December 5, 2023

Stars Gain Control of Online Images

While most people on Twitter use a service like TwitPic, Yfrog or Plixi to share photos with their friends and followers, for celebrities, these services can come with strings attached, as they gain ownership rights to uploaded photos and can sell ads alongside them. A company called WhoSay — a little-known start-up with a clientele that is anything but little known — offers similar services, but grants ownership of the images to the stars themselves.

Operating in “stealth mode” since last year, WhoSay runs from the Los Angeles office building of the Creative Artists Agency, which represents a Rolodex of household names, including Mr. Hanks. His WhoSay site includes “copyright Tom Hanks” branding and a stack of fine print at the bottom asserting his legal ownership of all content, placed against warnings of “fines and imprisonment” for improper use.

WhoSay has about 15 people on staff, with offices in New York and London in addition to the one in Los Angeles, said Steve Ellis, the company’s chief executive. Creative Artists and have minority stakes, among other investors, he said.

The company’s client list, by invitation only and not limited to Creative Artists, includes Kevin Spacey, Jim Carrey, John Cusack, Bill Maher, Johnny Knoxville, Chelsea Handler, Eva Longoria, Spike Lee, Enrique Iglesias, Katie Couric and more. In addition to photo and video hosting, the company’s services include automated copyright branding and a private mobile app that loops in publicists, allowing the celebrities’ Facebook and Twitter updates to be easily controlled by a staff .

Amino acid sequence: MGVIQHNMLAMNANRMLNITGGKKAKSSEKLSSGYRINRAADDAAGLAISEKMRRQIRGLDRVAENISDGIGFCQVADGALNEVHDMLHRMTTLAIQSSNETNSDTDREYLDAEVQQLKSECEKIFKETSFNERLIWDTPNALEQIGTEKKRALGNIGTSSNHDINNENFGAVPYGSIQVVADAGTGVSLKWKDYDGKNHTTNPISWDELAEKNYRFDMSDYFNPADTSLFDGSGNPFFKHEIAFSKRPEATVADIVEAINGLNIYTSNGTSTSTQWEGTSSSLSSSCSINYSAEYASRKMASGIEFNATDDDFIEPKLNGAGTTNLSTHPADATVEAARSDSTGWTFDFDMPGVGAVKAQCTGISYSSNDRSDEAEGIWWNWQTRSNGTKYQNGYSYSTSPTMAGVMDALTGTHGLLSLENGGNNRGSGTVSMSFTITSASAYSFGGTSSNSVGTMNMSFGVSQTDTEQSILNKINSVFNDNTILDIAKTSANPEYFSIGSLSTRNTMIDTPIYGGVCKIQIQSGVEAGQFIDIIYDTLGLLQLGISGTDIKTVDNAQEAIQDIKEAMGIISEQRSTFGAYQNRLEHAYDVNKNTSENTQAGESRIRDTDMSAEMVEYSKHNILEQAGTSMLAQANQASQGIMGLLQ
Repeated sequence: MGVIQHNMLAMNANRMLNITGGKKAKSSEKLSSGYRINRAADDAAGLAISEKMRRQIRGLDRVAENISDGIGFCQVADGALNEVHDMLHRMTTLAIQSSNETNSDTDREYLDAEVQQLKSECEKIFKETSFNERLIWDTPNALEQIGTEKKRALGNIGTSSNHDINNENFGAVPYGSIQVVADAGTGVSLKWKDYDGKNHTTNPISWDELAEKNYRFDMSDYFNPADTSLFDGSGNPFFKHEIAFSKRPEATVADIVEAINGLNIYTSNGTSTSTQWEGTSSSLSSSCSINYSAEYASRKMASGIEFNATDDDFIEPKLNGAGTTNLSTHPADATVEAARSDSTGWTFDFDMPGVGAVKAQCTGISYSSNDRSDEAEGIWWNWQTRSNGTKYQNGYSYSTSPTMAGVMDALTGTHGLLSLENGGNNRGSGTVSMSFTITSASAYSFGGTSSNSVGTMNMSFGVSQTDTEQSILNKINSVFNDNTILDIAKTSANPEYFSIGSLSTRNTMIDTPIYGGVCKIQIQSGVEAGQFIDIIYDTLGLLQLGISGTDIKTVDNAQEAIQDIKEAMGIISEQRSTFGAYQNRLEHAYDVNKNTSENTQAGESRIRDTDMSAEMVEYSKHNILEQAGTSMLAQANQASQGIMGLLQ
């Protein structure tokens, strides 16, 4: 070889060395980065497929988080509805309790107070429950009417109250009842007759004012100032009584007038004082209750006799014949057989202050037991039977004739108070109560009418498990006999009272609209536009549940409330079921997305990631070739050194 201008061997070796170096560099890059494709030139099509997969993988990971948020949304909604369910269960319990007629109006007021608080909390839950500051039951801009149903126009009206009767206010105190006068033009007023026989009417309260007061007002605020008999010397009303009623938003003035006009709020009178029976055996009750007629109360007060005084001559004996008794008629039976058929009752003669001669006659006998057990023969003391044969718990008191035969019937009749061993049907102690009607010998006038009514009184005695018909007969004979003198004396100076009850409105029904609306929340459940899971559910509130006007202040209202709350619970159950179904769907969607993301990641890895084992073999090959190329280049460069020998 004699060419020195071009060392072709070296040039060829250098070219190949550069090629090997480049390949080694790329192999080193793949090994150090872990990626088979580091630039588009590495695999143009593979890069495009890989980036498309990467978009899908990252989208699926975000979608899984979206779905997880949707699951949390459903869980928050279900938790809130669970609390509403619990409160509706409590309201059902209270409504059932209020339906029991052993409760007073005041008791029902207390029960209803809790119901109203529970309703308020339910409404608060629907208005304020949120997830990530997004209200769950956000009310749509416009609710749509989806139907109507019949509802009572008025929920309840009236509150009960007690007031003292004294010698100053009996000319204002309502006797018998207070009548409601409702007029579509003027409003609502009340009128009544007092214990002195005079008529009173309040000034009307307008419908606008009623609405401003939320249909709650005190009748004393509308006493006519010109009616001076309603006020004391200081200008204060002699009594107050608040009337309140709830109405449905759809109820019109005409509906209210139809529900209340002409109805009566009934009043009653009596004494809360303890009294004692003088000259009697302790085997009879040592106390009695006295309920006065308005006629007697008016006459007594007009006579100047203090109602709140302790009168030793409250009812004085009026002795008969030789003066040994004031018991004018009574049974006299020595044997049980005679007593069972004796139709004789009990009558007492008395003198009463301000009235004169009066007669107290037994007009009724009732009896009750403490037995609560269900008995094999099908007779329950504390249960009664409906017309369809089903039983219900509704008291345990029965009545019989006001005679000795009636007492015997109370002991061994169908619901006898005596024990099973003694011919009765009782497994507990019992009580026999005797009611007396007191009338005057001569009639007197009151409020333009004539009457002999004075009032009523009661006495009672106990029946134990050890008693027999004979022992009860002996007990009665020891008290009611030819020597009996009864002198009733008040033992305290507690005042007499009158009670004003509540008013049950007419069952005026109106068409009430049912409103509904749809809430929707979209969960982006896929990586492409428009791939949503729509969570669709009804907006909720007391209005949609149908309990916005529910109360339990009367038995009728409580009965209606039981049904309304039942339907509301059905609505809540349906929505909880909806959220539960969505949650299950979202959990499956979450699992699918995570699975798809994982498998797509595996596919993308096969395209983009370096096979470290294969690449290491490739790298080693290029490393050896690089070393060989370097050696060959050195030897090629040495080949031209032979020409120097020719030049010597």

By devising ways to protect, manage and eventually make money off celebrity activity on social networks, WhoSay aims to change how famous people behave online.

“We work with people who are constantly being utilized by third parties for the wrong reasons,” said Mr. Ellis, who spoke by phone and sent statements via e-mail. The company was formed, he wrote, “to give celebrities and other influential people a set of tools to allow them to manage and control their presence in the digital world.”

WhoSay seeks to protect against situations like one in January, when Plixi, which hosts images, even made a deal to broker and sell photos uploaded by celebrities through a British news organization. “Celebrity traffic to our site represents 10 to 15 percent of all of our traffic,” said Sean Callahan, a founder of

“They help keep the service going and make it a profitable venture,” he said.

But sharing profits with the celebrities was not part of the plan, and Plixi quickly reversed the deal after the company was contacted (directly, not via publicist) by a displeased celebrity — Mr. Callahan would not say who.

Celebrities using WhoSay, however, can bypass Plixi (or even Facebook and Twitter) to share content. Instead, they use the company’s secure software to create an update, which is then automatically pushed into their social feeds. For fans, the end result is not noticeably different. For celebrities, it changes a lot.

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